(3) The notice shall include information about the provider’s right to appeal the disqualification in accordance with DFD adverse action procedures.[Type text]

(d) The effective date of the disqualification shall be either:

(1) The effective date shown in the disqualification notice as described in (c)(1);

(2) If an appeal has been requested and the hearing officer upholds the decision by DFD, the date the hearing decision has been rendered; or

(3) If the basis for the disqualification is (a)(7) above, then the disqualification shall be immediate.

(e) The provider will not receive child care payments during an appeal, and if the disqualification decision is upheld by the DFD hearing officer or applicable appeals procedure, the provider shall repay any overpayment.

(f) If the DFD hearing officer or applicable appeals procedure finds in favor of the provider, then the disqualification shall not take effect, from the date of the final decision.

(g) Any parent, caretaker relative, or legal guardian eligible under the Child Care Services Manual (N.J.A.C 10:15) for child care services, who is utilizing the child care services of a provider who has been disqualified due to fraud by DHS/DFD shall be notified via mail that:

(1) The provider does not meet the minimum requirements to operate as a child care provider;

(2) DHS/DFD shall deny child care payment to the provider;

(3) DHS/DFD advises that other child care arrangements shall be made and to contact a child care resource and referral agency.

*** Please note, the aforementioned language applies except as otherwise noted in N.J.A.C.10:84-2.1(d) detailing Exclusion From Contract Participation in the New Jersey Department of Human Services, Division of Family Development Programs, Pilot Projects or Initiatives (Suspension, Debarment, and Disqualification).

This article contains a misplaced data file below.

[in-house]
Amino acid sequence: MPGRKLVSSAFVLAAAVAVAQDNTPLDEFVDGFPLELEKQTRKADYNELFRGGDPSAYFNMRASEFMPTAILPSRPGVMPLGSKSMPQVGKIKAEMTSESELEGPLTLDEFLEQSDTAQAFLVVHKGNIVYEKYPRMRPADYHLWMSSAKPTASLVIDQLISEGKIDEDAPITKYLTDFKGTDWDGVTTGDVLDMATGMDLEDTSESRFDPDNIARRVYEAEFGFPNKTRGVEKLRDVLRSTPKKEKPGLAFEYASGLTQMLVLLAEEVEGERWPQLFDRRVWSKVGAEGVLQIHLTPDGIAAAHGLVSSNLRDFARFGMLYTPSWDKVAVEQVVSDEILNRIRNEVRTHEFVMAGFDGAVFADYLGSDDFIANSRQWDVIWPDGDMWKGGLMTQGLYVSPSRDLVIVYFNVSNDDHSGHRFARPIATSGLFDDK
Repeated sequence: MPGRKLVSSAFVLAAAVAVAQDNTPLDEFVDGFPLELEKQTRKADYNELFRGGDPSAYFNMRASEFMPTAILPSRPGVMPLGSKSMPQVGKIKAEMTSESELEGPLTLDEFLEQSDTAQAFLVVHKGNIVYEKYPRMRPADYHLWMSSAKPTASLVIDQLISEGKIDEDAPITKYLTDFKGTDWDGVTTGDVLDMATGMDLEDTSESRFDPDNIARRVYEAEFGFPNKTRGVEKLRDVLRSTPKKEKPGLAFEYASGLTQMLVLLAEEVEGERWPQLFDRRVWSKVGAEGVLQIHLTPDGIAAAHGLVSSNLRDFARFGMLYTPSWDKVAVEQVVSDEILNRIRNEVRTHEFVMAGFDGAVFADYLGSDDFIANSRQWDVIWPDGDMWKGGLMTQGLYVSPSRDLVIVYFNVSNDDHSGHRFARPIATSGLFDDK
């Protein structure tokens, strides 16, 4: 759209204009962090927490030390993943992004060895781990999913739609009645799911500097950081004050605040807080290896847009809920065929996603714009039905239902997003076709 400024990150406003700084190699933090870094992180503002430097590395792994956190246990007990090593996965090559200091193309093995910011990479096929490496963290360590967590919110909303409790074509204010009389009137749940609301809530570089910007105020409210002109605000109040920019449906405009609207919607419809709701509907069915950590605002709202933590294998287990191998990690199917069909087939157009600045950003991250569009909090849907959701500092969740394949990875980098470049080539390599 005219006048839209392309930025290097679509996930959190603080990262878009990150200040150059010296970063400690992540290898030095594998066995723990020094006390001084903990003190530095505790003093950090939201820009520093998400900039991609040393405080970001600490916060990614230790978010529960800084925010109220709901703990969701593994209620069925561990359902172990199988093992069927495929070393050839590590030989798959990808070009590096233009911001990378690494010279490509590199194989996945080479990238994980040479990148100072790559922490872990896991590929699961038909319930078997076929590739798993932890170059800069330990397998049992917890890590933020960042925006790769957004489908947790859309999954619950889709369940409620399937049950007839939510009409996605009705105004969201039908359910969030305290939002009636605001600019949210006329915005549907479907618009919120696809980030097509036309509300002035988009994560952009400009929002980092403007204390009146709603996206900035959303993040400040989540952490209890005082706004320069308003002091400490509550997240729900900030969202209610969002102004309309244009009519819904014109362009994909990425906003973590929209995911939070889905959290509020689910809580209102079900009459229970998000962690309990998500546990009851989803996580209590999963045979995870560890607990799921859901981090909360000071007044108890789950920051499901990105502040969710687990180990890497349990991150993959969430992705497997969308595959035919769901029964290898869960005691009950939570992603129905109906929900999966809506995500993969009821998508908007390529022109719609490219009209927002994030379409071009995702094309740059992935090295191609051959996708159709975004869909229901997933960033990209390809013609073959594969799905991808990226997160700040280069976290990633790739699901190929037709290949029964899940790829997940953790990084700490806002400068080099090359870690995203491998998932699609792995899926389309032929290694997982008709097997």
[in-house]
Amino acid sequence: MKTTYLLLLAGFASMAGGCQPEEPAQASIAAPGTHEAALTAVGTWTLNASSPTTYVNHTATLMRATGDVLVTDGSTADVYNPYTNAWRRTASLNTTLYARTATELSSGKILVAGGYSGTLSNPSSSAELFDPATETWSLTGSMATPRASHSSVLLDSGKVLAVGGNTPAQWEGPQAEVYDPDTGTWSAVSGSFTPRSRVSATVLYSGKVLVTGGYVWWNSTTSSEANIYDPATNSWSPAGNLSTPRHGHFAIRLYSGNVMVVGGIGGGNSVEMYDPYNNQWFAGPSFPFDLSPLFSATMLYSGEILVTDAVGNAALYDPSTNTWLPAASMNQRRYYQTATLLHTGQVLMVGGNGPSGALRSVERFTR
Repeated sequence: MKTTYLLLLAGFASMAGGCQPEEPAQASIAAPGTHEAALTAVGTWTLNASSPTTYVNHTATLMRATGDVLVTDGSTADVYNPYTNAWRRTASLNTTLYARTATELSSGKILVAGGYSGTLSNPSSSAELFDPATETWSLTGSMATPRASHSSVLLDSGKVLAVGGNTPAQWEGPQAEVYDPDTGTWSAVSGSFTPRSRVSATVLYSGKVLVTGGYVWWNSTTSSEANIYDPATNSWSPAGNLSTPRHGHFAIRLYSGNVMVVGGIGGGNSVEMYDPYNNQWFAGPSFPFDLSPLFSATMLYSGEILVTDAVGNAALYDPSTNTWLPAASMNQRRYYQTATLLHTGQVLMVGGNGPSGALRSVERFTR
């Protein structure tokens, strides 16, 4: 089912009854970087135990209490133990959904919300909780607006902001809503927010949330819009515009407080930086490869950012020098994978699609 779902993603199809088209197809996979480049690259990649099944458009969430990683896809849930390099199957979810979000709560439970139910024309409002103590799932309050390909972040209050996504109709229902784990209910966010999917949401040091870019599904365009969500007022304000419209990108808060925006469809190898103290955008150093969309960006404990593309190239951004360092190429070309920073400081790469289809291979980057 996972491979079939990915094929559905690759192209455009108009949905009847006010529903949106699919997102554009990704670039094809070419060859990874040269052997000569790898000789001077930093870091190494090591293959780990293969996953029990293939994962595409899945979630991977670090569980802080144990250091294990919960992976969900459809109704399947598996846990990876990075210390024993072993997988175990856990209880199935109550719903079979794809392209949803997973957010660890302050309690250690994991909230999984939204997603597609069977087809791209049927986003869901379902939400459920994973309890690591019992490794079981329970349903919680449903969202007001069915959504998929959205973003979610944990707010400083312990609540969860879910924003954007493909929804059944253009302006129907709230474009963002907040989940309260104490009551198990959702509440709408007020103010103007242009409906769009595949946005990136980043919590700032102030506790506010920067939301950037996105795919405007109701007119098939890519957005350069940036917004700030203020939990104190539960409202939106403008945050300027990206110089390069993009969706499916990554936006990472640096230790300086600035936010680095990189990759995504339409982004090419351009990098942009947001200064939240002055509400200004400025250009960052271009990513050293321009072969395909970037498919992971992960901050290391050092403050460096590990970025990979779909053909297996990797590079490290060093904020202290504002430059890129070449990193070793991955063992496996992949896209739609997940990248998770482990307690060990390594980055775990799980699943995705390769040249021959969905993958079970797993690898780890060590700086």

Case/File Management

All sanction documentation must be maintained in the Case/Provider file and follow the families/providers without regard to the creation of new files and cases.


Parent Repayments:

The CCR&R shall maintain a copy of the Child Care Services Repayment Agreement in the family and/or child care provider case record. All funds received from the parent/applicant or child care provider as a result of a repayment agreement are to be timely entered in CARES, into the appropriate funding stream.

The CCR&R will collect and deposit in a bank all collections for overpayments received from the clients during the month. At the end of the month the CCR&R will write one check for the collections received during the prior month from the clients to the Division of Family Development, Attention: Robert Hughes, Financial Reporting Unit. The check [Type text]

should be made payable to "Treasurer State of New Jersey." The CCR&R will also send a detailed report along with the check identifying the client, the amount, and the specific contract component (funding stream) for which the reimbursement applies. See attached report template.

Provider Repayments:

All provider repayments should be entered as adjustments in EPPIC. Detailed notes

should be included in the appropriate section of the adjustment screen. CCR&R’s

should monitor the recovery to ensure that full repayment is made. Any changes in the

provider status that prevent the repayment or for those providers who are no longer

active in EPPIC should be immediately communicated to DFD for appropriate follow-up

collection action.


Any amount received from the parent or client as a result of a Child Care Services Repayment Agreement will be recorded in the CARES system through the "FISCAL MENU". The user will select the G/J Transaction and choose "Cash Receipt – Refund" to record the amount received into the "Fund" (the appropriate funding stream).

CARES will be modified to assist agencies with identifying parents/applicants (and eventually providers) that have outstanding payments due.